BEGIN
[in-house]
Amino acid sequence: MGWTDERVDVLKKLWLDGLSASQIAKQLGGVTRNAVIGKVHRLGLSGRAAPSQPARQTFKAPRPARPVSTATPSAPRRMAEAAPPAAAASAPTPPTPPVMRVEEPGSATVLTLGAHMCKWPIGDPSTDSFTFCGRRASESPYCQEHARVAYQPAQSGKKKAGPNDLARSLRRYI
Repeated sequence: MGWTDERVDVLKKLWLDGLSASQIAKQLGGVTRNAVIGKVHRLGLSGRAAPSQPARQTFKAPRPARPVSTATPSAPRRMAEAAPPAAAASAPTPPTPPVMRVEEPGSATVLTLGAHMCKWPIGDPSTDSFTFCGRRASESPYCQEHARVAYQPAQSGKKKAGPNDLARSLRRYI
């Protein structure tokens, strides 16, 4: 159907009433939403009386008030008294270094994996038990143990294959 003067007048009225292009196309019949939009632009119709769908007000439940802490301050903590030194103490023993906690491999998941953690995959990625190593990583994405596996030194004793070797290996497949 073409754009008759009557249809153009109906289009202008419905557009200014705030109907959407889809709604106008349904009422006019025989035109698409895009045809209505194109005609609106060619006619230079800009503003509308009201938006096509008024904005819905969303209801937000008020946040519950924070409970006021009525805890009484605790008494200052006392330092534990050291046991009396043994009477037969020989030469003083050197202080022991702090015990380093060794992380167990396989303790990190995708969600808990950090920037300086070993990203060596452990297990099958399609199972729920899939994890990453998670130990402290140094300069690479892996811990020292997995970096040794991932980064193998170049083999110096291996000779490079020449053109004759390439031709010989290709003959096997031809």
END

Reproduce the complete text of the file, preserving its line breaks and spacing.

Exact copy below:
[in-house]
Amino acid sequence: MGWTDERVDVLKKLWLDGLSASQIAKQLGGVTRNAVIGKVHRLGLSGRAAPSQPARQTFKAPRPARPVSTATPSAPRRMAEAAPPAAAASAPTPPTPPVMRVEEPGSATVLTLGAHMCKWPIGDPSTDSFTFCGRRASESPYCQEHARVAYQPAQSGKKKAGPNDLARSLRRYI
Repeated sequence: MGWTDERVDVLKKLWLDGLSASQIAKQLGGVTRNAVIGKVHRLGLSGRAAPSQPARQTFKAPRPARPVSTATPSAPRRMAEAAPPAAAASAPTPPTPPVMRVEEPGSATVLTLGAHMCKWPIGDPSTDSFTFCGRRASESPYCQEHARVAYQPAQSGKKKAGPNDLARSLRRYI
């Protein structure tokens, strides 16, 4: 159907009433939403009386008030008294270094994996038990143990294959 003067007048009225292009196309019949939009632009119709769908007000439940802490301050903590030194103490023993906690491999998941953690995959990625190593990583994405596996030194004793070797290996497949 073409754009008759009557249809153009109906289009202008419905557009200014705030109907959407889809709604106008349904009422006019025989035109698409895009045809209505194109005609609106060619006619230079800009503003509308009201938006096509008024904005819905969303209801937000008020946040519950924070409970006021009525805890009484605790008494200052006392330092534990050291046991009396043994009477037969020989030469003083050197202080022991702090015990380093060794992380167990396989303790990190995708969600808990950090920037300086070993990203060596452990297990099958399609199972729920899939994890990453998670130990402290140094300069690479892996811990020292997995970096040794991932980064193998170049083999110096291996000779490079020449053109004759390439031709010989290709003959096997031809």